The first month of 2013 is nearly behind us and I’m still catching up on all of the awesome developments. It’s time to say an overdue thank you for Google Voice.
Google Voice is a downloadable extension for Google’s instant messaging (IM), client, GTalk. 2013 will mark the third-straight year Google is offering this voice over Internet protocol (VOIP) service for free. Unlike many other IM clients, GTalk with Google Voice lets you call any landline or cellphone in North America for absolutely nothing.
I haven’t used the International options for Google Voice so I’ll withhold comment there. For calling from home to clients across Canada and the United States, and vice versa, free is a terrific option!
Google Voice has not been without flaws along the way. Still, for all the speedbumps, it’s hard to argue with free. I remember dialing into a long distance conference call only to disconnect and call back in from my cellphone because the call quality was so horrible.
That being said, I haven’t had to do that in a long time. Which is why I was pleasantly surprised to hear Google was extending the service for free for another year.
There are actually quite a few other voice services on the market. Most of the free offerings only allow you to voice call another computer running the same client though. In time, you end up with more IM clients than active paying customers. Consolidation means simple. I like simple.
One notable champion in the VOIP market is Skype. I’ve been a Skype user for a very long time. Personally, the inability to call landlines or cellular phones without paying became a deal breaker when a viable free option arose. Skype is still a very popular option for many, presumably happy, paying subscribers.
A quick review of the pros and cons of each:
Pro — You can call any other Skype customer over Wi-Fi that is running the Skype desktop or mobile client.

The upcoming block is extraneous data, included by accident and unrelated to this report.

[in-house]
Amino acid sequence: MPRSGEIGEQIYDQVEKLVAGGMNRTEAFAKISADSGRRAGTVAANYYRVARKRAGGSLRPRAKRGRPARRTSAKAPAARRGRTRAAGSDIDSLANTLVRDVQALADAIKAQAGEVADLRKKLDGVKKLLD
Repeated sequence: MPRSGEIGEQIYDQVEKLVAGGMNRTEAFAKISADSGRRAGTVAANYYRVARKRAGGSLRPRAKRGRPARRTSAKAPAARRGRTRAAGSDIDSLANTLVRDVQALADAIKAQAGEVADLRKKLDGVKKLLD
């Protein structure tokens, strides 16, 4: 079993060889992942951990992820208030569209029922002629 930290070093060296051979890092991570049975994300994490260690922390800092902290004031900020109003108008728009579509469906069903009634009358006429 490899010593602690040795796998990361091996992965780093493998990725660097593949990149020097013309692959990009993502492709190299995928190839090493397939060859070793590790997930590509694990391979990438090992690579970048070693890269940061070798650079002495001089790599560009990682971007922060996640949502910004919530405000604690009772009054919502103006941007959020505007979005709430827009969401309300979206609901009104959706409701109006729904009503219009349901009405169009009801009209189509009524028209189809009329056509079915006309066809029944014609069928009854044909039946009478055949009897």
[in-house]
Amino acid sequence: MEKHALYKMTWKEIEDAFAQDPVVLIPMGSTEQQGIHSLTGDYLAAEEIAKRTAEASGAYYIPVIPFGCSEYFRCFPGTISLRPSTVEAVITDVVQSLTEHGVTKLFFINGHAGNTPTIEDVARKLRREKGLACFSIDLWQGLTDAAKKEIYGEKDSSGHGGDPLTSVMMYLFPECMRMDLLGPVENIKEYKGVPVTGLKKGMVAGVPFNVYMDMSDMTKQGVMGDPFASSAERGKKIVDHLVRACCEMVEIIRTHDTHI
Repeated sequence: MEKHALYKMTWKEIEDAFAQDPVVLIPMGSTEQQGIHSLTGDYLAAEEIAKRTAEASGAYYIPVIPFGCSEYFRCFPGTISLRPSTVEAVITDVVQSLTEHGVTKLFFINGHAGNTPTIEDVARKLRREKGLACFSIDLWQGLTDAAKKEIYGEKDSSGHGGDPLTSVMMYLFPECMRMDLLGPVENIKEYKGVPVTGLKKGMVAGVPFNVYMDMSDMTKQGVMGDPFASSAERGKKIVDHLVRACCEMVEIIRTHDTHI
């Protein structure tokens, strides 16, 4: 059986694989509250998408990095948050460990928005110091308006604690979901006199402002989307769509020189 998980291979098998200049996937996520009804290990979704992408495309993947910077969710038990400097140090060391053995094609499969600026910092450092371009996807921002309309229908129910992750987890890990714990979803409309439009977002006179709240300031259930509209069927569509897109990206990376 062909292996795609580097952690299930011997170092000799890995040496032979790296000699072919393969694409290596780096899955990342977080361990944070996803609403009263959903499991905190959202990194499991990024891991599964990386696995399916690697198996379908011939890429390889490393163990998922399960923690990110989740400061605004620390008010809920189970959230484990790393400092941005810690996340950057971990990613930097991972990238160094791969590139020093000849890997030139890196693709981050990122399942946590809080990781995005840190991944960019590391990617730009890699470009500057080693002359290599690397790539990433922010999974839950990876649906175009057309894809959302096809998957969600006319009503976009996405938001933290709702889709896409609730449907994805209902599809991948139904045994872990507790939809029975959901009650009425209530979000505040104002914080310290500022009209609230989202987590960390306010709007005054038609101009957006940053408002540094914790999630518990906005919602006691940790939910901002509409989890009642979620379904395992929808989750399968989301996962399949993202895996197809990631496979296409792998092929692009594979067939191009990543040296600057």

Con — That person may or may not be running the client at the time. Also, if you are calling a landline or cellular, it’s going to cost you Skype credit.
Pro — Call any phone in North America for nothing over a Wi-Fi connection.
Con — The person at the other end won’t know it’s you unless you have an official Google number. It will likely appear to be a call from a U.S. based telemarketer and you will be ignored. Until you gently encourage your friends and colleagues to answer calls from phone numbers they don’t recognize just in case it’s you calling. Sigh.
Google numbers are currently only available in the U.S. and I don’t foresee that changing anytime in the near future.
In at least one feature, their respective mobile clients, Skype versus Google Voice is still a hard call. Even worse, typical Internet free zones, like the airport and coffee shop are learning that a large portion of their Internet bandwidth is being used by VOIP applications and are blocking them unless a fee is paid.
Of course, whichever option you personally chose, call quality is not entirely realized by the service you use. The base determinant for your call quality, mobile or desktop, is your Internet connection.
Since Skype was acquired by MicroSoft in 2011, I look forward to a major war in this market in the coming years. At the moment, Skype has an enormous lead in market share so it’s not that surprising that Google is leaving Voice open to all for now. Whatever the reason, thanks just the same
For now, at least through the end of 2013, I’ll be using Google Voice for outgoing international calls. As long as the call quality is bearable that is.
“Sorry, can you repeat that? zzchTTzz ... Never mind, I’ll call you right back.”
Jon Reid is an IT professional working in Corner Brook. His column appears every other Tuesday in The Western Star.